Legal Issues

by Mike Masnick

Senators Finally Realize That Getting Smart Foreigners To Work For US Companies Beats Having Them Work Against US Companies

from the was-it-really-that-hard? dept

We've never really understood the hatred towards the H1-B visa program by a very vocal group of engineers. The H1-B program is designed to have smart, highly skilled foreign workers fill jobs in American companies. While it's true that some companies abuse the system, the best way to deal with that is to fight the abuses -- not kill the entire program. Companies that hire H1-Bs are supposed to pay them the prevailing wage for that job, so it shouldn't be possible to use it for "cheap" labor, as many imply. And, certainly, it looks like some politicians are looking to crack down on the abuses of the program. In the meantime, some other Senators have made a proposal that is sure to set off the folks who hate the H1-B program, especially because it makes a lot of sense. Rather than worry about the ridiculously low cap on such visas allowed each year, the Senators are proposing no cap at all on both H1-B visas and green cards for foreigners with graduate-level degrees from American universities or graduate-level degrees in certain key fields from foreign universities. In other words, it's about encouraging these highly trained, highly skilled people to come work in the US for American companies rather than having them go back to their home countries and work for companies that compete with American companies. Of course, for those who incorrectly view the world of tech jobs as a zero-sum game, they worry that jobs are being "taken away" from Americans. Of course, if they keep all these smart, skilled foreigners working at foreign companies, and those companies put the American companies out of business, it seems like there are a lot more jobs to lose. Instead, by realizing that a functioning tech industry tends to create more jobs, it's smart to encourage more skilled workers to work for American companies than to work against them.

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    Mike (profile), 16 May 2007 @ 5:34pm


    If their were insufficent skilled workers to fill all of the tech jobs available at fair-market wages, then the author would be correct.

    Hmmmmmm. Let's see, IT unemployment is at its lowest in ages and companies are having a difficult time hiring:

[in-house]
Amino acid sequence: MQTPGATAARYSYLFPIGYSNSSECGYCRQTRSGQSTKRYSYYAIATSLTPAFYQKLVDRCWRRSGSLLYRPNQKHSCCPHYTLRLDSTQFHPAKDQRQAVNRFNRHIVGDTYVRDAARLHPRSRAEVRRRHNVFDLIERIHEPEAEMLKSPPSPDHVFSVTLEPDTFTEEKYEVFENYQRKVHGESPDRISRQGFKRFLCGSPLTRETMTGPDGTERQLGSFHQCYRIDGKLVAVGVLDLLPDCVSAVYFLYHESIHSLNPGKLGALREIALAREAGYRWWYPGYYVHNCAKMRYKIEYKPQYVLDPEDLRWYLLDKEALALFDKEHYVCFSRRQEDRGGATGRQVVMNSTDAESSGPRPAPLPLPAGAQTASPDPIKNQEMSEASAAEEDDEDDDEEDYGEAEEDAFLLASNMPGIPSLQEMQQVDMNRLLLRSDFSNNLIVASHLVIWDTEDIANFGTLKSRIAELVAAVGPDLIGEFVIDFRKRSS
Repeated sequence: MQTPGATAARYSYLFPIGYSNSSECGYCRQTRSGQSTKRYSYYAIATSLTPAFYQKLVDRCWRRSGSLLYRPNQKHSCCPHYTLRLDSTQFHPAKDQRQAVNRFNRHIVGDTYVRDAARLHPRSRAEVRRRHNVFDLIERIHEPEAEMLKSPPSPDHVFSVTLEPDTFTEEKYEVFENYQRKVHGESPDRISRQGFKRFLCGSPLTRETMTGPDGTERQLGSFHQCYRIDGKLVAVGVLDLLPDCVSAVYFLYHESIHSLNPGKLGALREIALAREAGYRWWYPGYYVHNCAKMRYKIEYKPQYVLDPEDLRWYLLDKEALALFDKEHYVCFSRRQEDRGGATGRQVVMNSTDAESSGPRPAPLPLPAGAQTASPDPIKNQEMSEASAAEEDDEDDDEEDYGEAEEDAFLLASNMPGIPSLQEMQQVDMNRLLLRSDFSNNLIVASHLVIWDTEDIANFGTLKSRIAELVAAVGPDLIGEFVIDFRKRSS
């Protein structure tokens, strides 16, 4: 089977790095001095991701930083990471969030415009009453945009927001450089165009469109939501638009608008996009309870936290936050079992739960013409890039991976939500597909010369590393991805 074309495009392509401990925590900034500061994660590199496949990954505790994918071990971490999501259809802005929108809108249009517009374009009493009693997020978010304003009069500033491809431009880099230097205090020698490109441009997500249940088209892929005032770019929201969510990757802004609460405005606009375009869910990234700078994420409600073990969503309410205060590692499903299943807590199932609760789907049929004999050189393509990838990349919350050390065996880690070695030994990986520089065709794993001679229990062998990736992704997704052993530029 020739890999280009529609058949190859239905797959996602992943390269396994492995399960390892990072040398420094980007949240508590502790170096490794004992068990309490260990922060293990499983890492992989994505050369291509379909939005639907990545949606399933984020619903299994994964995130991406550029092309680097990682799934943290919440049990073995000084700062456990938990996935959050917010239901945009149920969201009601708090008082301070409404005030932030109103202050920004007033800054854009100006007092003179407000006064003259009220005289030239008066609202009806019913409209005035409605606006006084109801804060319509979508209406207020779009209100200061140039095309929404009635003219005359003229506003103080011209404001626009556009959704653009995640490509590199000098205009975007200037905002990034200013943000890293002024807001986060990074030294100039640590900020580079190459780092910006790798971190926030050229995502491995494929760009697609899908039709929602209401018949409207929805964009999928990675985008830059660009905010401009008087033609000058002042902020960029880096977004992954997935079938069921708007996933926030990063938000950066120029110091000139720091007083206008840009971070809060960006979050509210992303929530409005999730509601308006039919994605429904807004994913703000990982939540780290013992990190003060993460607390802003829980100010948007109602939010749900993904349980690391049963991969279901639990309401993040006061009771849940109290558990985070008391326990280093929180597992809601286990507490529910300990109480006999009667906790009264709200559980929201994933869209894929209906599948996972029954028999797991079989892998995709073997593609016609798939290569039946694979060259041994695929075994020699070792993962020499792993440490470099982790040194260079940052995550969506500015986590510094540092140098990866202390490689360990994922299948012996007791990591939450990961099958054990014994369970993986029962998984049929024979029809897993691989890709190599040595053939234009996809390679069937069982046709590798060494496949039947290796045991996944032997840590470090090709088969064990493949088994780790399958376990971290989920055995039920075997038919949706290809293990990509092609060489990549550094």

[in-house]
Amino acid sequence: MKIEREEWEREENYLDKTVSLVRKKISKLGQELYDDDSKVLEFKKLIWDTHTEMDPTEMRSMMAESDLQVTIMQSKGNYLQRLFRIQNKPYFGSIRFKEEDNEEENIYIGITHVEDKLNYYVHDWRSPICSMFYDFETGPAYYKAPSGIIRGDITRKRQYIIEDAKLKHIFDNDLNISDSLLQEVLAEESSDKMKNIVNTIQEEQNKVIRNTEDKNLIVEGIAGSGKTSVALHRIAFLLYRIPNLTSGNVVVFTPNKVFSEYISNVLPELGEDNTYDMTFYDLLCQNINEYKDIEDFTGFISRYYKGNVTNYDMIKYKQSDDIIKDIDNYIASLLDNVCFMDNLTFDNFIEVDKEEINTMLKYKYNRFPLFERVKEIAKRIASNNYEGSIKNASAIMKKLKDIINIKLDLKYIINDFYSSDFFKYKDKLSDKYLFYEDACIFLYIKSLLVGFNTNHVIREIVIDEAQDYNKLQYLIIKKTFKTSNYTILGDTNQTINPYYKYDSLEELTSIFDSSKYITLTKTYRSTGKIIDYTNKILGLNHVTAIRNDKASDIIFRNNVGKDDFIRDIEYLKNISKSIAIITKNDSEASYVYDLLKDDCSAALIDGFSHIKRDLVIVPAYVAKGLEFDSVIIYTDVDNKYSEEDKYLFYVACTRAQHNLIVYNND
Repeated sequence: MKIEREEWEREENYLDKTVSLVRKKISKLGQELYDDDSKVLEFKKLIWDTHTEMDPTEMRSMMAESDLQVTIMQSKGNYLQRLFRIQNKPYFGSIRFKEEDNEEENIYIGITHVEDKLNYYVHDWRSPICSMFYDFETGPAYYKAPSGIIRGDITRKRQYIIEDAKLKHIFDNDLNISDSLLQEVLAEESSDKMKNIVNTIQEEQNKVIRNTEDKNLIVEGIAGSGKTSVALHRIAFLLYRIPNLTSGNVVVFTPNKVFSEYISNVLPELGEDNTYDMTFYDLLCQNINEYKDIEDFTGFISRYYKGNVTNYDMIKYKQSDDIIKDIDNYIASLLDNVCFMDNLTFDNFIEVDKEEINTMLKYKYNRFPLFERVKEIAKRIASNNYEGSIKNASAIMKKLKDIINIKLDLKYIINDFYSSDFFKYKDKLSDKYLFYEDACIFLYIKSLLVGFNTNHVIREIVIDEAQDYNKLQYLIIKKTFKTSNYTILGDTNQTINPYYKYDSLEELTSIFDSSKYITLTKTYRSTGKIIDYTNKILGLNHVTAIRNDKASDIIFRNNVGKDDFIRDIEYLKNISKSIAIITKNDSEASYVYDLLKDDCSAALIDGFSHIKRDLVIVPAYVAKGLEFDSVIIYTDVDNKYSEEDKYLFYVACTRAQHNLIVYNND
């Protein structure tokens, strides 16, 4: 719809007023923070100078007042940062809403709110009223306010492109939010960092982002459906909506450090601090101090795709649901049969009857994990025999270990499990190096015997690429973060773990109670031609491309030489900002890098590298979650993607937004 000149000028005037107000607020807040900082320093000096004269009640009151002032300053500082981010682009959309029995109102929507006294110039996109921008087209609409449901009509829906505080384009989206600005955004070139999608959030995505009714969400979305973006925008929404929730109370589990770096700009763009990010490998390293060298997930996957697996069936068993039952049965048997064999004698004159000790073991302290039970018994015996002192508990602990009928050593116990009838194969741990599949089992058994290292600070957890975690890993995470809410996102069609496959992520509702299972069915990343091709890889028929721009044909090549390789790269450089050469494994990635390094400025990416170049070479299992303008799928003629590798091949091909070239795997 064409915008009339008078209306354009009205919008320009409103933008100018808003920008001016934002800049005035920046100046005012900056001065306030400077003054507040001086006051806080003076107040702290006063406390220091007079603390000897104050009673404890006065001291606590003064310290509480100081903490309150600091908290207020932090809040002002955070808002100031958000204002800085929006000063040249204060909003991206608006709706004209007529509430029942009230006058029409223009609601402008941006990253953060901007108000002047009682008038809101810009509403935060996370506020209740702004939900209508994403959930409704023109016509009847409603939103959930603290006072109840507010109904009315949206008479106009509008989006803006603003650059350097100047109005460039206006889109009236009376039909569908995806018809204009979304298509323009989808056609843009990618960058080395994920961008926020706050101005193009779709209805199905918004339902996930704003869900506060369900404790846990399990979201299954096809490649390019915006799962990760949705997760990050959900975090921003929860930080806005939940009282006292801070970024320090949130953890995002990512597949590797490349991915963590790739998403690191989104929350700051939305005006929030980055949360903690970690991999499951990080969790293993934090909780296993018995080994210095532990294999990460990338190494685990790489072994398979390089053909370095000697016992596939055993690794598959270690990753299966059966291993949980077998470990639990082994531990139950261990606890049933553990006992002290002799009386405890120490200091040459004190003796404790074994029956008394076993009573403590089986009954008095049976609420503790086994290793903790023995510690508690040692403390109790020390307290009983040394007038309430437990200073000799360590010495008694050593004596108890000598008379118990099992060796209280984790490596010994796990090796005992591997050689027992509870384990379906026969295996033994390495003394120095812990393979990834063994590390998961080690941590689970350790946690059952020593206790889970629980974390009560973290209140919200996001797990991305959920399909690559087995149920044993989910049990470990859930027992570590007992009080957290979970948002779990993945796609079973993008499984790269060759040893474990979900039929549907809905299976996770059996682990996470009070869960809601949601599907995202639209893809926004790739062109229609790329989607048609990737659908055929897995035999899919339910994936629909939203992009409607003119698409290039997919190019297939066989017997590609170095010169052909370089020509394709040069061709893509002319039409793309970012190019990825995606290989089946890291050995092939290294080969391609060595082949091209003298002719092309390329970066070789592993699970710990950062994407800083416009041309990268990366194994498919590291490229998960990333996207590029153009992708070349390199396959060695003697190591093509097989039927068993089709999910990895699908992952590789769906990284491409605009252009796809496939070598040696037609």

Meanwhile, wages are up:

    Which would suggest (as you point out) that I'm correct. So why is the rest of your article saying I'm not? You've got me confused...

    The H1-B program's only practical affect is to unfairly shift the supply demand matrix in the technical arena to create a buyer's market for services, thus if not effectively lowering wages and benefits short term, preventing wages from adjusting upwards to their true, market driven, value long term while effectively reducing the tax base both long and short term, as well as removing significant revenue from the national economy

    I see. So you prefer it when these foreign workers work in their home countries, build up companies that knock US firms out of business, so that the US gets none of the benefits and loses many more jobs?

    You are extremely confused about how both capitalism and markets work. It is not a zero-sum game. Having a job for a smart foreigner does not mean a job is lost for an American. If the foreigner can create economic growth, that can create many more jobs. Having the smartest people working in your country for your companies is the best way to create that growth. Forcing them out is the best way to destroy value.

    Perhaps the US should heed the wishes of Thomas Paine, George Washington, Thomas Jefferson, James Monroe, and other great former leaders and return to an isolationist, America First, agenda.

    Yeah, because the history of protectionism is that it destroys economies. That's *just* what we want.

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